Permanent Remote Review
On July 25, 2023, the Department of Homeland Security (“DHS”) published a final rule that will provide eligible employers filling out the Employment Eligibility Verification Form I-9 an optional alternative to the in-person physical document examination method that employers have followed as part of the Form I-9 process. The alternative procedure is available only to qualified employers, meaning those employers who are enrolled, and participate in good standing, in E-Verify.
A qualified employer does not need to use the alternative procedure, but if a qualified employer chooses to offer the alternative procedure to new employees at an E-Verify hiring site, that employer must do so consistently for all employees at that site, without discrimination. A qualified employer may choose to offer the alternative procedure for remote hires only but continue to apply physical examination procedures to all employees who work onsite or in a hybrid capacity, so long as the employer does not adopt such a practice for a discriminatory purpose or treat employees differently based on a protected characteristic.
In addition to the requirement that employers use E-Verify, the optional alternative verification process requires the following to occur within three business days of the first day of employment:
- The employee must transmit a front and back (if the document is two-sided) copy of the identity and employment authorization documentation to the employer;
- The employer must examine the copies of the Form I-9 documentation or an acceptable receipt to ensure that the documentation presented reasonably appears to be genuine;
- The employer then must conduct a live video interaction with the individual who must present the same documentation to ensure that the documentation reasonably appears to be genuine and related to the individual;
- The employer will then indicate on the Form I-9, by completing the corresponding box (that will be on the updated Form I-9), that an alternative procedure was used to examine documentation to complete Section 2 or for reverification, as applicable; and
- The employer must retain, consistent with applicable regulations, a clear and legible copy of the documentation (front and back, if the documentation is two-sided).
New Form I-9
Further, the DHS’s Citizenship and Immigration Services has announced a new version of the Form I-9, Employment Eligibility Form that introduces changes that will be consistent with DHS final rule.
The new version of Form I-9 [with a version date of “(Rev. 08/01/23)”] will be available for use on August 1, 2023 on the USCIS website.
Employers may use the current version of Form I-9 (Rev. 10/21/19) through October 31, 2023. Beginning November 1, 2023, employers who fail to use the updated Form I-9 (Rev. 08/01/23) may be subject to all applicable penalties.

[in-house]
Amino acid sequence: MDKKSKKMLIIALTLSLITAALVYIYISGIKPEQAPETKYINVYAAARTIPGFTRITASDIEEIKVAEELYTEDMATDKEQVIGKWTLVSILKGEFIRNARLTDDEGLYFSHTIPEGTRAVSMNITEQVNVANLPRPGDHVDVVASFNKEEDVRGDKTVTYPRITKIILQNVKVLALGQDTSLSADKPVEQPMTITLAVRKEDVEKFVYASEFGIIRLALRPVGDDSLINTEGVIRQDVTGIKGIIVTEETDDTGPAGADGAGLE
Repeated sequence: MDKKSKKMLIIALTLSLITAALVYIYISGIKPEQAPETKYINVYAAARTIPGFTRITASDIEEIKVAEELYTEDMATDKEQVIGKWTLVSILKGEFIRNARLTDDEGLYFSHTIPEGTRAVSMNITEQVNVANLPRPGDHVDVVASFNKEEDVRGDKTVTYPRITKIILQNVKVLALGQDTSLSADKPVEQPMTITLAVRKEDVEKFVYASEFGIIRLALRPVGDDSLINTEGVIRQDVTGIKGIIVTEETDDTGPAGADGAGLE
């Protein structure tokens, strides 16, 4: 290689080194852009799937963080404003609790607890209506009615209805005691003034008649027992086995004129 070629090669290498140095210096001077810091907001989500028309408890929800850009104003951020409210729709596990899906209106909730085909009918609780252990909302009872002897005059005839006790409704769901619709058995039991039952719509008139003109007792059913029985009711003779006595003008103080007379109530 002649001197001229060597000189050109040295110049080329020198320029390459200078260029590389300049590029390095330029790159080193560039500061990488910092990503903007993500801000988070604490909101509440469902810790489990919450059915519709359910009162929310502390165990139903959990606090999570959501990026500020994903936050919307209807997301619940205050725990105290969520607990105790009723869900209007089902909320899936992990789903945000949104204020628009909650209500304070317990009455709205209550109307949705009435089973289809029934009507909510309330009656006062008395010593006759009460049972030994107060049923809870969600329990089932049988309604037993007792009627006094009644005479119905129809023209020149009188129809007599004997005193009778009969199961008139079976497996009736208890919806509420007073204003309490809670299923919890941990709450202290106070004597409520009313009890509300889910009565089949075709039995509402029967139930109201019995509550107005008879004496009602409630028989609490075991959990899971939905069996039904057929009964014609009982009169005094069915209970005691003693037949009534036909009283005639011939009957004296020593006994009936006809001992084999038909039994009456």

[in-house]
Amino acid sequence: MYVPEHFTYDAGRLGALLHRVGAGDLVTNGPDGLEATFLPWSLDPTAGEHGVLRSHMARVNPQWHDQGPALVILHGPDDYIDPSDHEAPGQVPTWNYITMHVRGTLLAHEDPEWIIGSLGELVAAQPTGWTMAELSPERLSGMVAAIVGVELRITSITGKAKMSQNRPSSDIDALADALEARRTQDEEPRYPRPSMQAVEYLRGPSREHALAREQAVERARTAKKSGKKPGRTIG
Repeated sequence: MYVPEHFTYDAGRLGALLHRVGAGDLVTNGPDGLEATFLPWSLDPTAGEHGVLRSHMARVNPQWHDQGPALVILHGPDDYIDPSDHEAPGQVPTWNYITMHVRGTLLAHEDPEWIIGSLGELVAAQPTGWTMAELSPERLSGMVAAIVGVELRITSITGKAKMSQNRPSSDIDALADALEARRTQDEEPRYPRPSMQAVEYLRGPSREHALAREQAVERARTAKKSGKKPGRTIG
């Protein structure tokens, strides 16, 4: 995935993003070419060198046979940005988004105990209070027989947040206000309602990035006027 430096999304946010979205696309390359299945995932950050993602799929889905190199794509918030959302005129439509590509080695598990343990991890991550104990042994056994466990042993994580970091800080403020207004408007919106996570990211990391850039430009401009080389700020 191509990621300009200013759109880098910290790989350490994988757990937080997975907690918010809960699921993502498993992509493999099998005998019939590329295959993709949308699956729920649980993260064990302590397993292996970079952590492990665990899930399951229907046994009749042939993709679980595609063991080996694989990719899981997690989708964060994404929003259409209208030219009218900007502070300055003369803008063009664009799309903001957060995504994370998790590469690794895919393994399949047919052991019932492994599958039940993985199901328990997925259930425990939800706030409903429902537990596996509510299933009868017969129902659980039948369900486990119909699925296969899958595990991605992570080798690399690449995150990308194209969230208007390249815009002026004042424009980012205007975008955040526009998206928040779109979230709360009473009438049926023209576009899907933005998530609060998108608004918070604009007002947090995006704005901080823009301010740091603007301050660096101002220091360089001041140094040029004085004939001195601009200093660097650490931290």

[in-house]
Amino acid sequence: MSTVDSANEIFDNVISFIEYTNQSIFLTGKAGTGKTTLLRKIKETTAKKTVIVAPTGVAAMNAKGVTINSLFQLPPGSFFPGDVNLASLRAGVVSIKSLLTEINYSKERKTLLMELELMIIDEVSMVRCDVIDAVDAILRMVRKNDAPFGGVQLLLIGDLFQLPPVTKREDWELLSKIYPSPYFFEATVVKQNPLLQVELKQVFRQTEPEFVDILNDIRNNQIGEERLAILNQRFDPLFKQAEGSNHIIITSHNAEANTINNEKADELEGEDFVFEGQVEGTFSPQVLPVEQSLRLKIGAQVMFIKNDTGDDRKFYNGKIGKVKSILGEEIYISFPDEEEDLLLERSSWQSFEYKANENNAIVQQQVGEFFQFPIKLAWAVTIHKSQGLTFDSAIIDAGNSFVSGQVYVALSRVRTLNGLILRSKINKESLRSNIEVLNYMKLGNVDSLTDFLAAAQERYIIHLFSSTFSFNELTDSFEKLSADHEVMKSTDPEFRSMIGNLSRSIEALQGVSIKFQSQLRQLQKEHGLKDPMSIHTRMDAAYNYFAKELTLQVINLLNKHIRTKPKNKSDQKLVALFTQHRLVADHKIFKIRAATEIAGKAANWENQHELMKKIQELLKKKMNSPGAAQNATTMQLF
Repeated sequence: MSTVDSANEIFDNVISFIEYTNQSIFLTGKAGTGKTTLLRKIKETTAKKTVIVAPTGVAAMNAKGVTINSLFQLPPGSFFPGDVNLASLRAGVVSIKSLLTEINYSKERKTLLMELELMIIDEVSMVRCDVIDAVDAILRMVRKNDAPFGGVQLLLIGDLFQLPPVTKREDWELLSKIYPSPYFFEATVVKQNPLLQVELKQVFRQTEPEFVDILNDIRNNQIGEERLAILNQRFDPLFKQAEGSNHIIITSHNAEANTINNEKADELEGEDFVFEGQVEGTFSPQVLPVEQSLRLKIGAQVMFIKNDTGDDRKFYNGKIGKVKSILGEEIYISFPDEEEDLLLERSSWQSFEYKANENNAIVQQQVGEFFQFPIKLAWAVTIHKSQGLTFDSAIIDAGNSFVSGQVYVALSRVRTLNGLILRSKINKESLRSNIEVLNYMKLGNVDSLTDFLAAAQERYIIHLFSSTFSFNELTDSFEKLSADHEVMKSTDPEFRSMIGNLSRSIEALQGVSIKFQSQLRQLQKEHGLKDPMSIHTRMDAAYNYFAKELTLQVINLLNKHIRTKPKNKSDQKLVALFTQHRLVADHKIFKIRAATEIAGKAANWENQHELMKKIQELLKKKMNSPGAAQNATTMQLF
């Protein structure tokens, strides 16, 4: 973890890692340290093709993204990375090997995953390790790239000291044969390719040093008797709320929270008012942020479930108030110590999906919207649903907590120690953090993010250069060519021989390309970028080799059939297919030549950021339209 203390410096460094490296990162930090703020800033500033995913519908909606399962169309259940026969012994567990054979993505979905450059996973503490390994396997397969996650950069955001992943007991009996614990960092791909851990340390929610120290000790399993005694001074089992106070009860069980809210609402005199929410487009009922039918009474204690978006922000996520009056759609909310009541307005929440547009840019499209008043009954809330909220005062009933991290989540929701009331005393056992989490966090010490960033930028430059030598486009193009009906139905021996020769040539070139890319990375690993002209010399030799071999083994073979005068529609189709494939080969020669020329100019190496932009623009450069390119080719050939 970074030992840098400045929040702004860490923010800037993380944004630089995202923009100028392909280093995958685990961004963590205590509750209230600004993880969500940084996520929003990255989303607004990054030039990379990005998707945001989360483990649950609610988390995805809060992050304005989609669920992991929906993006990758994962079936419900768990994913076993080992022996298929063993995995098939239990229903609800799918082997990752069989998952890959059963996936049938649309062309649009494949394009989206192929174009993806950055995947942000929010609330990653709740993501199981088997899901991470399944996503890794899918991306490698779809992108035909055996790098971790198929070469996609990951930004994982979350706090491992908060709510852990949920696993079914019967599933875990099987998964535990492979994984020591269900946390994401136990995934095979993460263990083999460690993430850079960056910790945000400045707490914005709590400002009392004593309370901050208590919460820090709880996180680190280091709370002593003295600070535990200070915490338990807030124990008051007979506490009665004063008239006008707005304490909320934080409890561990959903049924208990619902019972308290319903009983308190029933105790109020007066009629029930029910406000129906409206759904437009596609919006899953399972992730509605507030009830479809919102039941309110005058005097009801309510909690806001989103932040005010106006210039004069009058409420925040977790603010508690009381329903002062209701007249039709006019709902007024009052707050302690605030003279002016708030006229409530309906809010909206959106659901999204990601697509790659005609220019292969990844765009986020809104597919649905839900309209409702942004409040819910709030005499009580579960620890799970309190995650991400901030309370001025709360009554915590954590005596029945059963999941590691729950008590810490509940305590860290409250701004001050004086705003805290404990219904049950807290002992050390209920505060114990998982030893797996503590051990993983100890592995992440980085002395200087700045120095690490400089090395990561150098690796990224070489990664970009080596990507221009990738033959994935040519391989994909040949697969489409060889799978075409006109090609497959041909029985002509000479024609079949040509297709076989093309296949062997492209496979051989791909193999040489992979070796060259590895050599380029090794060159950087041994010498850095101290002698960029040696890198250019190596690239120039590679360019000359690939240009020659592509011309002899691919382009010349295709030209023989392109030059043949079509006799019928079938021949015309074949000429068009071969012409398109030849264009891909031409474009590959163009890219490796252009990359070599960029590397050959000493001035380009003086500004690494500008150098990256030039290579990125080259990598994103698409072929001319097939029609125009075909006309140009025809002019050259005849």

Changes to the new Form I-9 and form instructions include the following:
- Section 1 of the form continues to collect identifying information about the new hire and requires the employee to attest whether they are a U.S. citizen, noncitizen national, lawful permanent resident, or noncitizen authorized to work in the United States.
- Section 2 of the form continues to collect identifying information about the employer and information regarding the employee’s identity and employment authorization.
- Supplement A, Preparer and/or Translator Certification for Section 1 (formerly at the bottom of Section 1), is completed when employees have preparers and/or translators assist them in completing Section 1 of Form I-9.
- Supplement B, Reverification and Rehire (formerly Section 3), is primarily used to verify the continued employment authorization of the employee and for other changes.
- Reduces Sections 1 and 2 to a single-sided sheet.
- Moves the Section 1 Preparer/Translator Certification area to a separate, standalone supplement (Supplement A).
- Moves the Section 3 Reverification and Rehire area to a separate, standalone supplement (Supplement B) for use in a rehire or reverification situation.
- Removes use of “alien authorized to work” in Section 1 and replaced it with “noncitizen authorized to work.” USCIS has also clarified the difference between “noncitizen national” and “noncitizen authorized to work.”
- Ensures the form can be filled out on tablets and mobile devices and be downloaded easily.
- Updates the notice at the top of the Form I-9 that explains how to avoid discrimination in the Form I-9 process.
- Revises the Lists of Acceptable Documents page to include some acceptable receipts, as well as guidance and links to information on automatic extensions of employment authorization documentation.
- Adds a box that eligible employers must check if the employee’s Form I-9 documentation was examined under a DHS-authorized alternative procedure rather than by physical examination.
Should you have any questions regarding the new requirements and form, please contact Ali Law Group.